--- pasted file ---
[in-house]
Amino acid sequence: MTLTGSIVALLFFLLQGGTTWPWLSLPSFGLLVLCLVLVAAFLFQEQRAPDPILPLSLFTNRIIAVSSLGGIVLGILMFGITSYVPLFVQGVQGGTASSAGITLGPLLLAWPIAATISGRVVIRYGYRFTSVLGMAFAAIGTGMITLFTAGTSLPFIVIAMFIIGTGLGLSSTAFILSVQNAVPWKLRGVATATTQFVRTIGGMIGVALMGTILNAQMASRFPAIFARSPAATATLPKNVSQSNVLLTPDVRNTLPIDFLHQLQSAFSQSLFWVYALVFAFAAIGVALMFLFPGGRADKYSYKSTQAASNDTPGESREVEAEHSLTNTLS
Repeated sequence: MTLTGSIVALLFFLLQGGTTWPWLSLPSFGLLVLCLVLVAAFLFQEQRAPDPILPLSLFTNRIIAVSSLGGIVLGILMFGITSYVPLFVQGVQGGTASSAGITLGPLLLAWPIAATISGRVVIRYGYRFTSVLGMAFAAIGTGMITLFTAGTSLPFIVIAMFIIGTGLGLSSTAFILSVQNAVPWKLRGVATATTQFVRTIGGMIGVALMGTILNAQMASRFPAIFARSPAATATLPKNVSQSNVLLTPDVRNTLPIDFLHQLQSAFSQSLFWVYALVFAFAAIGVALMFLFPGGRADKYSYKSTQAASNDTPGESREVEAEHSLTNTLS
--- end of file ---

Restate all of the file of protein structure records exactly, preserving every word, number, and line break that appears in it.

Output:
[in-house]
Amino acid sequence: MTLTGSIVALLFFLLQGGTTWPWLSLPSFGLLVLCLVLVAAFLFQEQRAPDPILPLSLFTNRIIAVSSLGGIVLGILMFGITSYVPLFVQGVQGGTASSAGITLGPLLLAWPIAATISGRVVIRYGYRFTSVLGMAFAAIGTGMITLFTAGTSLPFIVIAMFIIGTGLGLSSTAFILSVQNAVPWKLRGVATATTQFVRTIGGMIGVALMGTILNAQMASRFPAIFARSPAATATLPKNVSQSNVLLTPDVRNTLPIDFLHQLQSAFSQSLFWVYALVFAFAAIGVALMFLFPGGRADKYSYKSTQAASNDTPGESREVEAEHSLTNTLS
Repeated sequence: MTLTGSIVALLFFLLQGGTTWPWLSLPSFGLLVLCLVLVAAFLFQEQRAPDPILPLSLFTNRIIAVSSLGGIVLGILMFGITSYVPLFVQGVQGGTASSAGITLGPLLLAWPIAATISGRVVIRYGYRFTSVLGMAFAAIGTGMITLFTAGTSLPFIVIAMFIIGTGLGLSSTAFILSVQNAVPWKLRGVATATTQFVRTIGGMIGVALMGTILNAQMASRFPAIFARSPAATATLPKNVSQSNVLLTPDVRNTLPIDFLHQLQSAFSQSLFWVYALVFAFAAIGVALMFLFPGGRADKYSYKSTQAASNDTPGESREVEAEHSLTNTLS